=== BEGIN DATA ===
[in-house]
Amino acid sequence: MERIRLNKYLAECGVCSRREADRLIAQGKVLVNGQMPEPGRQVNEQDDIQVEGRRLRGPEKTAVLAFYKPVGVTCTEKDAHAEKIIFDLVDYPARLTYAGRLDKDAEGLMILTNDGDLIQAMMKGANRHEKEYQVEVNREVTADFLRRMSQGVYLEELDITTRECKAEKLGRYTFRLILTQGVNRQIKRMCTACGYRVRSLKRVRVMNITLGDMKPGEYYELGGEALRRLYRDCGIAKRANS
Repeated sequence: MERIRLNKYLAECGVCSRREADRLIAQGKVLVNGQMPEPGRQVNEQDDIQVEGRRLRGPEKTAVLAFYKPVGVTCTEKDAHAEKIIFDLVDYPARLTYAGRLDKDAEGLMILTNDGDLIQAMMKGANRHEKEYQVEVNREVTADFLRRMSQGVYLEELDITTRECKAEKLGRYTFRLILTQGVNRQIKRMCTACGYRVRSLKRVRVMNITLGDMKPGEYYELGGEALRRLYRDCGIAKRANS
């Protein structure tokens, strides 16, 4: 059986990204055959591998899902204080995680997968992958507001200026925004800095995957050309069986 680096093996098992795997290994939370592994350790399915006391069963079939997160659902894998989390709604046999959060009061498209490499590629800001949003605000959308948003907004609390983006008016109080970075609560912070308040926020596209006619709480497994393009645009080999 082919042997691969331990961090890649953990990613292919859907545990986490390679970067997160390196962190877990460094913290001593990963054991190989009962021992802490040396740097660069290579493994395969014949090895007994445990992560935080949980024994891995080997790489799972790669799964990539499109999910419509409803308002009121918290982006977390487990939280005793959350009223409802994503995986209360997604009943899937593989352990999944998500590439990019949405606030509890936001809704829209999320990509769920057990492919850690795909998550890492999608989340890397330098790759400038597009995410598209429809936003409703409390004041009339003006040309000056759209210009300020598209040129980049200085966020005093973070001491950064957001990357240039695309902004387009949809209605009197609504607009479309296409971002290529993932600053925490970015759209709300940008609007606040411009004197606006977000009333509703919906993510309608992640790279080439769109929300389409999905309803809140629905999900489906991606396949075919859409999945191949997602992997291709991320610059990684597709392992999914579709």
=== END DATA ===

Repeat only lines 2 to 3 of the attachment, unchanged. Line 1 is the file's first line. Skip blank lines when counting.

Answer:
Amino acid sequence: MERIRLNKYLAECGVCSRREADRLIAQGKVLVNGQMPEPGRQVNEQDDIQVEGRRLRGPEKTAVLAFYKPVGVTCTEKDAHAEKIIFDLVDYPARLTYAGRLDKDAEGLMILTNDGDLIQAMMKGANRHEKEYQVEVNREVTADFLRRMSQGVYLEELDITTRECKAEKLGRYTFRLILTQGVNRQIKRMCTACGYRVRSLKRVRVMNITLGDMKPGEYYELGGEALRRLYRDCGIAKRANS
Repeated sequence: MERIRLNKYLAECGVCSRREADRLIAQGKVLVNGQMPEPGRQVNEQDDIQVEGRRLRGPEKTAVLAFYKPVGVTCTEKDAHAEKIIFDLVDYPARLTYAGRLDKDAEGLMILTNDGDLIQAMMKGANRHEKEYQVEVNREVTADFLRRMSQGVYLEELDITTRECKAEKLGRYTFRLILTQGVNRQIKRMCTACGYRVRSLKRVRVMNITLGDMKPGEYYELGGEALRRLYRDCGIAKRANS